startup-fail

In spite of all the buzz surrounding the startup culture, the sad reality is that about 3 out of every 4 startups are bound to fail.

CB Insights, a Venture Capital Database company based in the US, recently published a report on the top 20 reasons why startups fail. The report is inspired by an earlier published list of 101 startup failure post-mortems, generated using real data from at least 101 real failed startups.

Some of the highlighted causes of startup failure are pretty obvious – lack of funding, investors and domain expertise, no addressable market, etc. – a few others,  you don’t come across everyday everyday.

Your pricing is off

Your product is priced either to high or low to make enough money in the context of the particular costs of your company

You’re not pals with your investors

It’s a given that disharmony between co-founders will most likely lead to startup failure. However, a starined invester-founder relationship can be equally as damaging to the health of a startup. And “when things go bad with an investor, it can get ugly pretty quickly.

Pivot Gone Bad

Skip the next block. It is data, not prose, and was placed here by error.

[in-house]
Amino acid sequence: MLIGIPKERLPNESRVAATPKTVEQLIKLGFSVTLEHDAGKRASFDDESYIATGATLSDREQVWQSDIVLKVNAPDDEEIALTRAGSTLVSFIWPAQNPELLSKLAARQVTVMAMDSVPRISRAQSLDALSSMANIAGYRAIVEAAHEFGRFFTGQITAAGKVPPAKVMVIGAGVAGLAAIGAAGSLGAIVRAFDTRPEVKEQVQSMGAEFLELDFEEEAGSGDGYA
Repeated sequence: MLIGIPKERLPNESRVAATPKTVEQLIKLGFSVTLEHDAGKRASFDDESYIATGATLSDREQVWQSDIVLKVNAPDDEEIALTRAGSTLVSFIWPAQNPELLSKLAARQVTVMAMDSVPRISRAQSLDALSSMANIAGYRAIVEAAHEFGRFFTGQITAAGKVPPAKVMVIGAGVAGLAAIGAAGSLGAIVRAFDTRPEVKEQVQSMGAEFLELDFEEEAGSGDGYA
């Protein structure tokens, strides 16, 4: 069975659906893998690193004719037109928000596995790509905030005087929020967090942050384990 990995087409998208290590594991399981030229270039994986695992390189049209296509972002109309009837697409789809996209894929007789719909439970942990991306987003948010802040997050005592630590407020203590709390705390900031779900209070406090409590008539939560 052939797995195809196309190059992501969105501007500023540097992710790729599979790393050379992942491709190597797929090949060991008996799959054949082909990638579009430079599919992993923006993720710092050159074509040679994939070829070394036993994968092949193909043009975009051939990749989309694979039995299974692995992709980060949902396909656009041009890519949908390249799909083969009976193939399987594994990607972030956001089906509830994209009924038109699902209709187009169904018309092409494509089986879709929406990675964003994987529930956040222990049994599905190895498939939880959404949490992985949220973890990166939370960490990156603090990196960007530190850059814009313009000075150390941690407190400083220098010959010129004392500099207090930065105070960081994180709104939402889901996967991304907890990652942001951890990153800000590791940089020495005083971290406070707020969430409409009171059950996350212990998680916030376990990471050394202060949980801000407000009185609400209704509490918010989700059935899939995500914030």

As Flowtab’s post-mortem explains,  “Pivoting for pivoting’s sake is worthless. It should be a calculated affair, where changes to the business model are made, hypotheses are tested, and results are measured. Otherwise, you can’t learn anything.”

Location

This might sound odd in the internet age but apparently, lack of correlation between your startups concept and location is one of the most common reasons for startup failure. Location also plays a role in failure of remote teams.

Legal challenges

It’s one thing to have a brilliant novel idea. It’s another thing to be able to maneuver the many legal complexities that may come with developing the idea.

There’s more

startup-fail-cb-insights

Read the detailed report here

Photo Credit: star5112 via Compfight cc

Read this next
More From TC

Until recently, potential investors had to go to asset management companies, brokerage firms, private portfolio managers or investment firms to complete the very formal process to invest. But a new crop of mobile and web apps are leveraging tech to make investing more accessible through digital ‘retail’ investment platforms–drawing in beginner investors along the way.


TechCabal is a Big Cabal Media brand



Copyright © 2019
All rights reserved

Privacy & Terms